‘Working Away’ As A Shop Owner
As a shop owner, you make sure all activity on your premises insured, but it can be easy to get caught out as your insurance may not cover all your activity away from the physical shop.
‘Working away’ is a term used in the insurance world to describe any occasion in which you’re working away from your usual business premises. You might work in another location, or from home, at a trade show or visiting customers.
In years gone by Insurers regarded ‘Working Away’ as something inherently risky that required specific cover, and it wasn’t something covered as part of a standard shop package because the term would bring to mind engineering and plumbing. Often a specialist policy would be required to provide the necessary level of cover required.
Now it’s not nearly so scary, as most retailers will need to consider some form of ‘working away’, as the marketplace has evolved and businesses have too. In this article we’ll talk about:
- Examples of ‘working away’ that many shops won’t realise requires specialist cover
- Types of ‘working away’ that will often be covered by standard shop policy wording
- Factors that will affect your premiums
Types Of Working Away
Installation or fitting – Insurers are often able to include work away from the premises for a small increase in premium for packaged policies, as the perceived additional risk is often deemed fairly low to Insurers.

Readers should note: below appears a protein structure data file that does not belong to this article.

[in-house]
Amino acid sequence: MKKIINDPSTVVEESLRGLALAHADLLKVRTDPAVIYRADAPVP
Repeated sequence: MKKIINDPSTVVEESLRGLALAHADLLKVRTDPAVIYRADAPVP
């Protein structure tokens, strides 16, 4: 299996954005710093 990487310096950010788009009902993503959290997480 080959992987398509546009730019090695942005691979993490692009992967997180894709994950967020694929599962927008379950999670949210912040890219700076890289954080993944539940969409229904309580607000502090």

Off-site training (first-aid, software etc.) – this should be checked out with the Insurer, as most are very happy with work of a clerical nature but may alter their terms and conditions depending upon the particulars.
Collection and delivery of goods are almost always included in standard shop insurance packages, whether by your own vehicles or a third party courier company. Usually the Goods in Transit section covers the goods themselves and the liability section covers the liability arising from the collection and delivery activities.
Selling products ‘off-site’ at trade shows, exhibitions, craft fairs or markets – it’s important to check whether such activities are covered by your policy. You can arrange for an extension to your policy with your insurer (either for a specific time period or for the rest of your policy term), or you can purchase specific exhibition cover from a different insurer.
Hairdressing and beauty treatments during home visits are not on a specified or insured premises, and so will count as working away for your insurance.
What Else Needs To Be Considered?
If you’re exhibiting or selling at a trade show, you may need to increase the sum insured on your policy, as not only will you have a full shop, but you’ll have a full stand at the show too!
If the venue you’re working at has requirements for businesses to have a certain limit of indemnity, you will need to notify your insurer. This can usually be achieved with minimal changes to your premium.
If you’re using heat, tools or plant you will need to make sure that’s covered. If you’re hiring any machinery or plant it’s important to check whether it will be covered by the company you’re hiring from, or whether you need it covered by your own policy.
If you’re working away from your normal premises, it’s wise to have public liability insurance, and you may find that some venues require it. This is a very important consideration, and as a shop owner we would advise you to have public liability regardless of working away, as it covers your responsibility to third parties. Similar to Employers’ Liability, it protects you from suffering financially if a claim is made against you or your business in respect of loss or damage to third party property or people as a result of your negligent acts. Additionally, if you believe a claim is fraudulent your insurer will help to make sure it’s investigated.